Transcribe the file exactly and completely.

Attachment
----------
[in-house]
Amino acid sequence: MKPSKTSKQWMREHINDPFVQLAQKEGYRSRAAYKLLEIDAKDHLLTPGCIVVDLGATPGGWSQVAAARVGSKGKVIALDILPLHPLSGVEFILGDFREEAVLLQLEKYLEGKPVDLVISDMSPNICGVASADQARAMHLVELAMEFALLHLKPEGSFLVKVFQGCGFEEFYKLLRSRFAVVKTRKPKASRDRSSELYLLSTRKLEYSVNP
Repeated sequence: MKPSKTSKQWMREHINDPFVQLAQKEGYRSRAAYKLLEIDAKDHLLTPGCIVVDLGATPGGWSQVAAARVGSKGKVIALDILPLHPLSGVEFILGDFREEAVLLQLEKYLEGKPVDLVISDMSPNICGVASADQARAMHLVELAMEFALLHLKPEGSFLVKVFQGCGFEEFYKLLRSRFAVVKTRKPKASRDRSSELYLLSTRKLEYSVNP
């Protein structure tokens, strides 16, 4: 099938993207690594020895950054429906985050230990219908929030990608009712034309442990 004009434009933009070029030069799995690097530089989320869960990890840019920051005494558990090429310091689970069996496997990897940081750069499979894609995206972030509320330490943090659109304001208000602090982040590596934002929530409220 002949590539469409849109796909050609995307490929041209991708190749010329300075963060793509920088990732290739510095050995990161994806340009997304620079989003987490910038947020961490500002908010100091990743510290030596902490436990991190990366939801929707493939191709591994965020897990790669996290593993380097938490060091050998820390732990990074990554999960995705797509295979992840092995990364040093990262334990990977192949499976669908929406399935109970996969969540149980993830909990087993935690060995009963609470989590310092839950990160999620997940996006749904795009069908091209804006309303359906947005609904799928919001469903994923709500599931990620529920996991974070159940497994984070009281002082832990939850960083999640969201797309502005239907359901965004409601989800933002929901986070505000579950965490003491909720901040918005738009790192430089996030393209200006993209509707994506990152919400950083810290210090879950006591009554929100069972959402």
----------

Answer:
[in-house]
Amino acid sequence: MKPSKTSKQWMREHINDPFVQLAQKEGYRSRAAYKLLEIDAKDHLLTPGCIVVDLGATPGGWSQVAAARVGSKGKVIALDILPLHPLSGVEFILGDFREEAVLLQLEKYLEGKPVDLVISDMSPNICGVASADQARAMHLVELAMEFALLHLKPEGSFLVKVFQGCGFEEFYKLLRSRFAVVKTRKPKASRDRSSELYLLSTRKLEYSVNP
Repeated sequence: MKPSKTSKQWMREHINDPFVQLAQKEGYRSRAAYKLLEIDAKDHLLTPGCIVVDLGATPGGWSQVAAARVGSKGKVIALDILPLHPLSGVEFILGDFREEAVLLQLEKYLEGKPVDLVISDMSPNICGVASADQARAMHLVELAMEFALLHLKPEGSFLVKVFQGCGFEEFYKLLRSRFAVVKTRKPKASRDRSSELYLLSTRKLEYSVNP
């Protein structure tokens, strides 16, 4: 099938993207690594020895950054429906985050230990219908929030990608009712034309442990 004009434009933009070029030069799995690097530089989320869960990890840019920051005494558990090429310091689970069996496997990897940081750069499979894609995206972030509320330490943090659109304001208000602090982040590596934002929530409220 002949590539469409849109796909050609995307490929041209991708190749010329300075963060793509920088990732290739510095050995990161994806340009997304620079989003987490910038947020961490500002908010100091990743510290030596902490436990991190990366939801929707493939191709591994965020897990790669996290593993380097938490060091050998820390732990990074990554999960995705797509295979992840092995990364040093990262334990990977192949499976669908929406399935109970996969969540149980993830909990087993935690060995009963609470989590310092839950990160999620997940996006749904795009069908091209804006309303359906947005609904799928919001469903994923709500599931990620529920996991974070159940497994984070009281002082832990939850960083999640969201797309502005239907359901965004409601989800933002929901986070505000579950965490003491909720901040918005738009790192430089996030393209200006993209509707994506990152919400950083810290210090879950006591009554929100069972959402």